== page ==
Warping Better in other DAWs?

I was very surprised by the following test. I created a 120 bpm drum sample in EZD2 and loaded it into Ableton, Tracktion, Reaper, FL12, and Bitwig.  I then ran it at 80 bpm without any prep or tweaking.  It sounded perfect in Reaper, Tracktion, and FL12, and terrible in Ableton and Bitwig.  Even all of the warp panel adjustments in both Ableton and Bitwig didn't bring them up to the other DAWs.  I am puzzled because warping seems to be so highly regarded in Ableton.  Perhaps I missed something I was supposed to set first?  I was about to buy Ableton for its many other fantastic and innovative capabilities, but this gives me second thoughts.

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frankphx 4 months ago | 0 comments

3 answers

  • cheakypawl
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    1 vote

    Can you post links to these files? With them labelled accordingly?

    3 months ago | 6 comments
  • cheakypawl
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    I've downloaded and warped your 120bpm drum track.
     
    If I warp it to 80bpm in LIVE 9 (complex or complex pro) and REAPER, the results are extremely similar. I suspect both DAWs are using the same stretching technology.
    120bpm to 80bpm is extreme. Slowing down is much harder to do than speed up generally.
     
    Interestingly, the REAPER file has a steep cut off past around 12k, but this is not a bad thing. In effect, REAPER loses the less important part of the spectrum which seems to allow the stretch to improve on the LIVE stretch in the stereo field/phase area. The stereo field is noticeably better with REAPER at the expense, possibly, of some higher fidelity.
     
    I don't know REAPER but just tried the demo. With time, I may try the other DAWs.
    I would love to hear the results from other DAWs you mention if you can google drive those too.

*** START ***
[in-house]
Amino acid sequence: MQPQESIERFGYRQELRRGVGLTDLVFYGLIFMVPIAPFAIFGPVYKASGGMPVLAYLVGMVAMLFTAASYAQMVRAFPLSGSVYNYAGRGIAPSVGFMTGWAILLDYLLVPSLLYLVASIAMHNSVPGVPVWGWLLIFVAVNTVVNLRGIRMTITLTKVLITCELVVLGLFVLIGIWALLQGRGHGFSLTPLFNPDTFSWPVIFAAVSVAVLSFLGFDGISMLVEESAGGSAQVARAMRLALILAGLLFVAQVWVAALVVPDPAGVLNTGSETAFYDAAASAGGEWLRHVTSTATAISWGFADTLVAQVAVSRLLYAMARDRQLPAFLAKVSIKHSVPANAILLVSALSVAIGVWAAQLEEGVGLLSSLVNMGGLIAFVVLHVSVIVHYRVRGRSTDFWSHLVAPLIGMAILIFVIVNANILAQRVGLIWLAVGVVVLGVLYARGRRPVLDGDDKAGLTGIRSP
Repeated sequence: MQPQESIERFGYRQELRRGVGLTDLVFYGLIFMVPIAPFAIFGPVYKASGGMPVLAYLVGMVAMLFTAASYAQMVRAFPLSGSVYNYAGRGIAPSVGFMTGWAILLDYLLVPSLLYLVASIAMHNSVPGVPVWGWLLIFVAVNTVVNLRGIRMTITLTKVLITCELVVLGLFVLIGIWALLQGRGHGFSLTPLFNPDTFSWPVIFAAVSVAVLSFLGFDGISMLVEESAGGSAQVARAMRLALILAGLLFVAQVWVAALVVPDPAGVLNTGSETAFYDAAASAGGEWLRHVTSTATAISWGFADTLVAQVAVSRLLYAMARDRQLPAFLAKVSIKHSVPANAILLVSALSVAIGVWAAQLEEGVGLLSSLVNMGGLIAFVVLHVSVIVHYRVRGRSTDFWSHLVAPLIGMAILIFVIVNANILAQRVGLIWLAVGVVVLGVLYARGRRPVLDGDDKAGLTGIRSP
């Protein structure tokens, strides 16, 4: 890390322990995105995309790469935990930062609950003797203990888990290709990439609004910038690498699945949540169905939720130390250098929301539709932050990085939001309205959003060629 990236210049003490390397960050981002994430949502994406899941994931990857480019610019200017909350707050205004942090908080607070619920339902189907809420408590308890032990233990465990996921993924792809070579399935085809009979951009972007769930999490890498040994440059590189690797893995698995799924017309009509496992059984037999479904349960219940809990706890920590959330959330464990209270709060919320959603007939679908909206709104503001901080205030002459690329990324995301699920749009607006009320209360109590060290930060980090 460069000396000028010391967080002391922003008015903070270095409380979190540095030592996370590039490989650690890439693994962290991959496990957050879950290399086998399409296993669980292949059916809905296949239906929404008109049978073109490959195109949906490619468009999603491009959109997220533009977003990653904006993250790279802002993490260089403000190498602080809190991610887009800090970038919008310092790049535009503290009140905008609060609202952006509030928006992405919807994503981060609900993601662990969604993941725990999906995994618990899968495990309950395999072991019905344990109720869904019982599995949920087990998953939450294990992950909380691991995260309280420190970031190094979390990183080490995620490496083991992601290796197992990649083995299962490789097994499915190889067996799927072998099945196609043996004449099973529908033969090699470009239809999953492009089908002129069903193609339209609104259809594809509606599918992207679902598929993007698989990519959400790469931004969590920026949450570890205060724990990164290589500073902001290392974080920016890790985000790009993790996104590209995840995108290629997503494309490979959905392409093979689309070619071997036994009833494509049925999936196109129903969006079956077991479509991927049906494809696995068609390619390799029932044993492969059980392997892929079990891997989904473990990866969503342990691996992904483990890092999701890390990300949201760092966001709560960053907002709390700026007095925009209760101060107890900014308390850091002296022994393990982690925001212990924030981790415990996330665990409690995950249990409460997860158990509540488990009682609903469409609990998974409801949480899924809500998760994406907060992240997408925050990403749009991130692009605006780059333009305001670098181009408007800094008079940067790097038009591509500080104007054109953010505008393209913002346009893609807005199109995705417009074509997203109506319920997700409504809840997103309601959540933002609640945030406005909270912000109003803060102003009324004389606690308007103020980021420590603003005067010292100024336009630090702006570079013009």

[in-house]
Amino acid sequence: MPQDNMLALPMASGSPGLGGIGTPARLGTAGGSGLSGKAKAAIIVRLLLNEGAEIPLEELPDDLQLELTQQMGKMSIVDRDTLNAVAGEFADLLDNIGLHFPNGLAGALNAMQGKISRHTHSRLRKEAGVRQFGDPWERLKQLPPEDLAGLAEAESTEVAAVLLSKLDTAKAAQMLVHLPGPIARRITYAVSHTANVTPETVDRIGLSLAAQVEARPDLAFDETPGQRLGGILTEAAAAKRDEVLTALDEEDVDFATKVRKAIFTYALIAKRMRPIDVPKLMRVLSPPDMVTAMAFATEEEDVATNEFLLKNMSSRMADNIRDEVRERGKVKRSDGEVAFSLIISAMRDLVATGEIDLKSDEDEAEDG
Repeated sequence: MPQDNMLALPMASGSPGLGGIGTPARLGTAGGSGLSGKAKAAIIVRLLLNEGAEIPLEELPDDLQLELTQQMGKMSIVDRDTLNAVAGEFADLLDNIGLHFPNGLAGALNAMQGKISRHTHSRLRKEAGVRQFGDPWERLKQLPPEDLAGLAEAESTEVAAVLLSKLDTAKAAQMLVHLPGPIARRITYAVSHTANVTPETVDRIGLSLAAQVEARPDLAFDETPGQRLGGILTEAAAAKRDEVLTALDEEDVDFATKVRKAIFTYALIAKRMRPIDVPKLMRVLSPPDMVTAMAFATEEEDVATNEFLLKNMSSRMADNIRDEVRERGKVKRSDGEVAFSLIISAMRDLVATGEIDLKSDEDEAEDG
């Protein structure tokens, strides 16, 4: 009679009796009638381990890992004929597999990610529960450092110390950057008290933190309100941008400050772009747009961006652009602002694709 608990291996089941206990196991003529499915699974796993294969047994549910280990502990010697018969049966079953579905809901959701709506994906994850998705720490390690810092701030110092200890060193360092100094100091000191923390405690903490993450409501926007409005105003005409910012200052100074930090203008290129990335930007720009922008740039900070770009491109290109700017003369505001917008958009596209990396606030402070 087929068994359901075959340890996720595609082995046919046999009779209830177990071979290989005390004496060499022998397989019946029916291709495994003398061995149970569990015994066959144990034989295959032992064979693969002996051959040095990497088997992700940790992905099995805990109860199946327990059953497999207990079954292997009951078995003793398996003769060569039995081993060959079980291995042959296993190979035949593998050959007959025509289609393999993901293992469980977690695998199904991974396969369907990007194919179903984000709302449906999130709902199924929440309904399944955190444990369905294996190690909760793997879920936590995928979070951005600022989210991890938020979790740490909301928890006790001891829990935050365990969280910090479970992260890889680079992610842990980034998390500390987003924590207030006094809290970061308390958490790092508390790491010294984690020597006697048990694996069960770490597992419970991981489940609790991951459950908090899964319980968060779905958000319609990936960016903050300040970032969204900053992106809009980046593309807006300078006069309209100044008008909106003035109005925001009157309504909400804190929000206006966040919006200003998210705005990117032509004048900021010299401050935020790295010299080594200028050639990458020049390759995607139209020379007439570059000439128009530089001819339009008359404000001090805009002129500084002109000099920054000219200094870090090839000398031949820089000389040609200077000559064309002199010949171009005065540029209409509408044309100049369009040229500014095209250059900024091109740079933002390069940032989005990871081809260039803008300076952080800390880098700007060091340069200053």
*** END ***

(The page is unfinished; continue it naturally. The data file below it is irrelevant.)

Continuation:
Conclusion so far is that the stretches are very close in quality.
    3 months ago | 1 comment
  • cheakypawl
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    I've tried all of them now.
    They all use the same (to my ears) algorithm. It being zplane. I could be wrong.
    Zplane offer variations of their software and then vendors tweak it to suit.
     
    I've used timestretching since it ever existed for DAWs and TBH the changes over the last 7-8 years have been merely incremental. Most sound similar, but it really depends on the original sound and what you're doing to it. I still consider it a special effect, but with spit and polish and judicious warping you'll get away with using wildly timestretched sounds in a mix mainly because it's everywhere now. People don't know what a real (insert your instrument here) played thing sounds like. That is not a moan, I love it, and all the creativity it brings. But I'm fully aware that fidelity takes a back seat every time you 'change' the original in any way.
     
    LIVE is not foolproof but it's very very fast. I won't go on to describe other DAWs techniques as YMMV, and that's not a bad thing. The question is, what do you want to do?
    In your example, a tough one, taking a drum loop down from 120bpm to 80bpm, is something I would never offer as a solution, but as an effect. I'd rerecord/remake the loop before opting for such a drastic timestretch. Which makes your choice for testing a good one. We're at the limit of what can be successfully stretched there for sure.
     
    "....I'm wondering if you can reproduce what I found using Lite....."
    As I only have your description to go on, unless I can hear what you hear I can't be sure.
     
    Hope that helps...
    :)
    3 months ago | 4 comments

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